Have you ever written to a CEO or company president about the service you receive at the hands of their employees? I do it all the time, and seldom to complain. In fact, I keep four or five stamped envelopes in my briefcase when I travel, and I replenish the supply regularly.
I started writing these notes when a stamp cost 22 cents. Today, the stamp costs more than double that, but I still send notes. I think of these letters as 49-cent tips, but they have much more value than that.
I write ‘thank you’ notes praising everyone from wait staff to hotel shuttle drivers to flight attendants and gate agents. The notes are matter-of-fact and brief, and never hyped or gushy. I describe a situation and praise the employee for his or her conduct. In fact, it isn’t even necessary for my ‘target’ to be a super performer: Sometimes, all I need to see is someone who is trying really hard; someone I think needs a little encouragement to become a great performer.
Dear Mr. Kennedy,
I was aboard flight 186 from Anchorage to Seattle today. Weather delayed the flight by 50 minutes, causing a lot of the passengers to miss connections, plus it was an unusually bumpy ride. That’s not why I’m writing this note, though. Through it all, the cabin crew lead by purser Janet Fujihara remained cool, pleasant and professional. Their upbeat attitude had a very positive impact on what could have been a planeload of very unhappy passengers...
I don’t do this to buy a little extra good karma. In a way, it’s payback.
During a summer job as a college student, a customer honored me with one of these notes. I never forgot it. In fact, my boss never forgot it, either: He said that he’d never had a commendation from a customer conveyed to him by the company president’s office.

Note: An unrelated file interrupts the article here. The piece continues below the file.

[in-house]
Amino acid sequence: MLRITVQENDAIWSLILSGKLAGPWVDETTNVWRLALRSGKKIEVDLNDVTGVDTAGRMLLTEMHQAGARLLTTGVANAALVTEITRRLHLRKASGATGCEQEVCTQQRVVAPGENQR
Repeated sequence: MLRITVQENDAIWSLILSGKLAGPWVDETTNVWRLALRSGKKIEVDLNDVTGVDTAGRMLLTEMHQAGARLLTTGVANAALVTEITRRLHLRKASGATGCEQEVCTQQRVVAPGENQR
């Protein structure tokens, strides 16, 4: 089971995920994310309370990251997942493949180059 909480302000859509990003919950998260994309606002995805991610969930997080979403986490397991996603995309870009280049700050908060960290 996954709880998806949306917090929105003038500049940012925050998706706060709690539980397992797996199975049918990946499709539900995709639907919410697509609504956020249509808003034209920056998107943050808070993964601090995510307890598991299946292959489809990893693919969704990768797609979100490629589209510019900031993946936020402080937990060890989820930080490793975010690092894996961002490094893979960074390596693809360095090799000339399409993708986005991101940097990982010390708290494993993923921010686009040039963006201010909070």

One brief letter can make a lot of people happy, but I also believe that it has its greatest effect on the person I write about. My philosophy is that they’ll ultimately be more customer-focused, treat people better, and maybe even get a small boost during the next pay increase or promotion. I like to think that this is 49 cents that makes peoples’ lives a bit more pleasant.
I’ll usually ask my ‘target’ his or her name and explain why I think they’re going a great job, and want to write a note to the company. Responses range from pleased to surprised to skeptical, and some look for an ulterior motive, but I get the name. Finding the company’s home-office address and handwriting a quick note takes a few minutes. Why not email? When was the last time you sent a handwritten letter? It makes an impression, and is more likely to make the rounds than an email.
Perhaps leading people to provide memorable customer service isn’t just something I do for a living. It’s part of who I am, and you can’t clock out from being you.
One unintended consequence of these quick notes is that, should you cross paths with this person in the future, they’ll likely thank you for the memorable 49-cent tip they received.
Scott H. Lewis is managing director for the CIS region of Signature Europe. A former journalist and public relations counselor, he has provided crisis, public speaking and presentation training to senior executives across Russia, Ukraine and Turkey. He is the author of The Kindness Cure: 52 Weeks to a More Fulfilling Life. An American, he has lived in Kyiv, Ukraine for more than a decade.